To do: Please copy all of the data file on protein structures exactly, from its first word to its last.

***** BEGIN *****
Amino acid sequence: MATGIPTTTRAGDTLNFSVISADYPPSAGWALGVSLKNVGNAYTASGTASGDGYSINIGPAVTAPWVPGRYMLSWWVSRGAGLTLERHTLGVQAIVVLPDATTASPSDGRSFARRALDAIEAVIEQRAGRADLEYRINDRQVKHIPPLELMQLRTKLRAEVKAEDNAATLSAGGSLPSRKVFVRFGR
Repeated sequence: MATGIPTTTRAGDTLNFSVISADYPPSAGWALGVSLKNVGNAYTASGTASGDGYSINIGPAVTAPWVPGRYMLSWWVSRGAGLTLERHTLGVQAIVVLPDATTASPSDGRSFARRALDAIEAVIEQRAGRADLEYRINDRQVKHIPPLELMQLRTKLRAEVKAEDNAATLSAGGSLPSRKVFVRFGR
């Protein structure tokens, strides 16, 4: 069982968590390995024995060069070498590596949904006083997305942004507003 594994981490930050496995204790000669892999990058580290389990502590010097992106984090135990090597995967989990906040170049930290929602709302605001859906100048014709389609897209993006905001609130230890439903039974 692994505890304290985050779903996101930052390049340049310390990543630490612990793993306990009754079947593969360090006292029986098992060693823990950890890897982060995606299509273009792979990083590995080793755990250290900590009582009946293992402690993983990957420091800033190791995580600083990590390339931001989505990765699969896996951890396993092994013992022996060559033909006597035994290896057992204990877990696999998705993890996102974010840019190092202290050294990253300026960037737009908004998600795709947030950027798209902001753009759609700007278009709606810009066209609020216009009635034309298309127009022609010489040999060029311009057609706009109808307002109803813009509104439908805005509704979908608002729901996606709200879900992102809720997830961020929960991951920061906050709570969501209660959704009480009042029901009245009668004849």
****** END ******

Amino acid sequence: MATGIPTTTRAGDTLNFSVISADYPPSAGWALGVSLKNVGNAYTASGTASGDGYSINIGPAVTAPWVPGRYMLSWWVSRGAGLTLERHTLGVQAIVVLPDATTASPSDGRSFARRALDAIEAVIEQRAGRADLEYRINDRQVKHIPPLELMQLRTKLRAEVKAEDNAATLSAGGSLPSRKVFVRFGR
Repeated sequence: MATGIPTTTRAGDTLNFSVISADYPPSAGWALGVSLKNVGNAYTASGTASGDGYSINIGPAVTAPWVPGRYMLSWWVSRGAGLTLERHTLGVQAIVVLPDATTASPSDGRSFARRALDAIEAVIEQRAGRADLEYRINDRQVKHIPPLELMQLRTKLRAEVKAEDNAATLSAGGSLPSRKVFVRFGR
């Protein structure tokens, strides 16, 4: 069982968590390995024995060069070498590596949904006083997305942004507003 594994981490930050496995204790000669892999990058580290389990502590010097992106984090135990090597995967989990906040170049930290929602709302605001859906100048014709389609897209993006905001609130230890439903039974 692994505890304290985050779903996101930052390049340049310390990543630490612990793993306990009754079947593969360090006292029986098992060693823990950890890897982060995606299509273009792979990083590995080793755990250290900590009582009946293992402690993983990957420091800033190791995580600083990590390339931001989505990765699969896996951890396993092994013992022996060559033909006597035994290896057992204990877990696999998705993890996102974010840019190092202290050294990253300026960037737009908004998600795709947030950027798209902001753009759609700007278009709606810009066209609020216009009635034309298309127009022609010489040999060029311009057609706009109808307002109803813009509104439908805005509704979908608002729901996606709200879900992102809720997830961020929960991951920061906050709570969501209660959704009480009042029901009245009668004849």